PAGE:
The benefit of time limits for the beginnings of trials is that people will at least know how long they have to wait for the trials to begin.

The 18 month ceiling for a provincial court case is actually a longer period of time than was typically acceptable under the previous guidelines..

One of the questions on many person’s minds is will special attention be given to accused persons who are in custody?  In my opinion, this should take top priority.

Previously the courts would look at the impact the delay had on an individual – but that is no longer a key factor in determining whether delay is unreasonable. People who are in custody may have to wait longer for their trial if their cases are treated the same as people who are out of custody. This seems fundamentally unfair.”

The Jordan decision loomed large when Dellen Millard who has been charged with first degree murder of Laura Babcock asked on October for the court to postpone his trial.

Justice John McMahon noted that the delay would be unreasonable to both Millard’s co-accused Mark Smich and the Crown but he allowed the February 2017 trial to be moved to September 2017 at the latest.

An area that remains murky is which cases will be allowed to exceed the time limits that had been described by the Supreme Court of Canada as particularly or exceptionally complex cases.

Whether that will include cases that require lots of technical work such as child pornography cases or cases with a huge amount of documentation and often several accused people, such as wiretap cases, remains to be seen.

It’s also unclear how cases involving charges under the Occupational Health and Safety Act (OHSA) or the Environmental Protection Act (EPA) will be affected; especially when corporations are involved.

Previously in the judges’ views, corporations tend not to be impacted by delay in the same way people are however the impact of the delay is no longer a factor under the new rules.  Generally it has  not been unusual for similar quasi-criminal or regulatory cases to take much longer than 18 months.

Such a case is before the courts now that is a lumbering and multi-faceted trial that stemmed from the death of a British drum technician named Scott Johnson, who was killed when a stage collapsed at the Downsview Park hours before concert began. That was more than four years ago.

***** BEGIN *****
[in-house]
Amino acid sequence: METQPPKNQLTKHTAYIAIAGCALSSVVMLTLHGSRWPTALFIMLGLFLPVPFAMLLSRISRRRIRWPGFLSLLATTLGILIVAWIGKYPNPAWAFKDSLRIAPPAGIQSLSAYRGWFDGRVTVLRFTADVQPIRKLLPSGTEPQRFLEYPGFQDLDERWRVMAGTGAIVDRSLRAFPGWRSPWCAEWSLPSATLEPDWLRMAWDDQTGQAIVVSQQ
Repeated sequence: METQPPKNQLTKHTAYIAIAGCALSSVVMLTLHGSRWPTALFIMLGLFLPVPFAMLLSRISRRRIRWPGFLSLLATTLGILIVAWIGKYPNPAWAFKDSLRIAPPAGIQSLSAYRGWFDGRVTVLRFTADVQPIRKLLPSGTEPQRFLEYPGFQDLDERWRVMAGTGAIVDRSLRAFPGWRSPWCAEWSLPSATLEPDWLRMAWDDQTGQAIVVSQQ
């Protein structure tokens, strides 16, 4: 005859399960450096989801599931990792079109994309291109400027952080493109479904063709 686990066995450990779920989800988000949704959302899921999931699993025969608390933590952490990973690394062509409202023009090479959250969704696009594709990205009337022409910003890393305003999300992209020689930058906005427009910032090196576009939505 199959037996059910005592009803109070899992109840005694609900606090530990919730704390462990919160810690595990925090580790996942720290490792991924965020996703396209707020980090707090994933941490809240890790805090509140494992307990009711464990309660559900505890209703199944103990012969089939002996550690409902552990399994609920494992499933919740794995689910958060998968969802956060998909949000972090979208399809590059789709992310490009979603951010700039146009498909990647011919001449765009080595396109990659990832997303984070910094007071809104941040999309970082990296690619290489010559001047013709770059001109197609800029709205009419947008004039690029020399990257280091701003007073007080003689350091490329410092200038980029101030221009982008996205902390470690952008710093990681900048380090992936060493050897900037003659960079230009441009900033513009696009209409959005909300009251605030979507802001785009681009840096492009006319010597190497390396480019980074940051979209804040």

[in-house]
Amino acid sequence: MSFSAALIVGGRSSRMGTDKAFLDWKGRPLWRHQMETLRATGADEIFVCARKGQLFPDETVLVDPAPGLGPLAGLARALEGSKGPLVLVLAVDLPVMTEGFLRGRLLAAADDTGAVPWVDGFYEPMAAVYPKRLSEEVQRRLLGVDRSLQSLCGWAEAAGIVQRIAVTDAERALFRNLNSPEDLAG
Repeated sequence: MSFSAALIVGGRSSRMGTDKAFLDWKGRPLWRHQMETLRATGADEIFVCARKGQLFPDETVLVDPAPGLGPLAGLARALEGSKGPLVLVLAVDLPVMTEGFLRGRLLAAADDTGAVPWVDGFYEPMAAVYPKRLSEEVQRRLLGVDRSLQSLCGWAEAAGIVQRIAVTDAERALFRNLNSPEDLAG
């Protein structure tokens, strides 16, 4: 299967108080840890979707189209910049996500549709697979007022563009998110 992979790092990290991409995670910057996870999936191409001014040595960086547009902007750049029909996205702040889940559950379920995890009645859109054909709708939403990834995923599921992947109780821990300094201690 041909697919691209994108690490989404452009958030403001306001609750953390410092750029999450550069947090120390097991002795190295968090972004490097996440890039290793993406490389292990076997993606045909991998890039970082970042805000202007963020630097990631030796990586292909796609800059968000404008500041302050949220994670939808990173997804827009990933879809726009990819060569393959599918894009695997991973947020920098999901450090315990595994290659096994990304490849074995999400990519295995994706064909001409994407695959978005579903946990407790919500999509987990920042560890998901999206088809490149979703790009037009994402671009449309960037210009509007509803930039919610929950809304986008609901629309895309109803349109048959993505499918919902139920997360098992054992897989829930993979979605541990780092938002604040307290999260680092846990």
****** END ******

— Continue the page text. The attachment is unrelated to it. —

In the wake of the Jordan ruling, concert organizer Live Nation and engineer Dominic Cugliari—both having been charged for the stage collapse under the OHSA; their lawyers applied to have their charges stayed because the trial is taking too long. At this point, it’s been more than three years since the charges were laid.

Arguing in a Toronto courtroom,  Live Nation’s lawyer, Jack Siegel, said the length of the trial is “so far beyond the pale it simply can’t be justified.”

David McCaskill, the lawyer for the Crown, countered that the applications are “opportunistic” and argued that the new decision shouldn’t apply to the case because the defence lawyers didn’t bring up the issue of an unreasonably delayed trial until after the Jordan ruling.

That is an interesting point. If the Supreme Court hadn’t made its ruling, would the lawyers for the defendants still remained silent about the long delay of the trial?

McCaskill said, “You can’t stand up at the eleventh hour and complain that your rights have been violated.  “This isn’t a traffic ticket. This is something of great consequence.”

In the criminal courts too, the impact of the Jordan decision is already clearly visible. Crowns and judges are actively pushing cases forward– sometimes even when the defence does not yet have all the information. That in my opinion is wrong.

A very concerned factor in the delays of trials is the shortages of judges. As early as 2007, the chief justice of Ontario's Superior Court was warning that a shortage of judges at courthouses across the province could lead to criminals being freed without being brought to trial. Justice Heather Smith said if more judges are not appointed soon to replace those that are retiring, cases could start being tossed out,  Wait times for criminal trials in Ontario had been "dangerously extended" because of the federal government's failure to fill judicial vacancies on the province's Superior Court.

There are now 61 empty seats on federally appointed Superior judges across the country, more than at any time during the previous administration. The lack of judges has exacerbated access problems and court delays that were already posing a threat to fair process and public safety.

In 2013-2014, the median completion time of a case before superior courts was 514 days. It’s not unheard-of for cases to carry on for upwards of five years. Such delays jeopardize the constitutional rights of both victims and the accused to justice within a reasonable period of time.

In May of this year, at least two sexual assault trials in Calgary had been delayed due to the ongoing critical shortage of judges in Alberta. Some criminal trials are now being booked into early 2018 which is more than the standard recommended by the Supreme Court of Canada from the time of arrest to the time of trial. Canada's justice minister says she's aware of the growing shortage of federally appointed judges in Alberta that has been deemed a "crisis," but could offer no immediate timelines on how to address it.

From the time of the charge being laid to the actual or anticipated end of trial, the delay is presumed to be unreasonable, unless exceptional circumstances justify it. Would a shortage of judges warrant an extensive delay? That hardly seems appropriate.

Hopefully, in the future, trials of all kinds will begin and end expeditiously. The rights of those caught up in the justice system depend on it.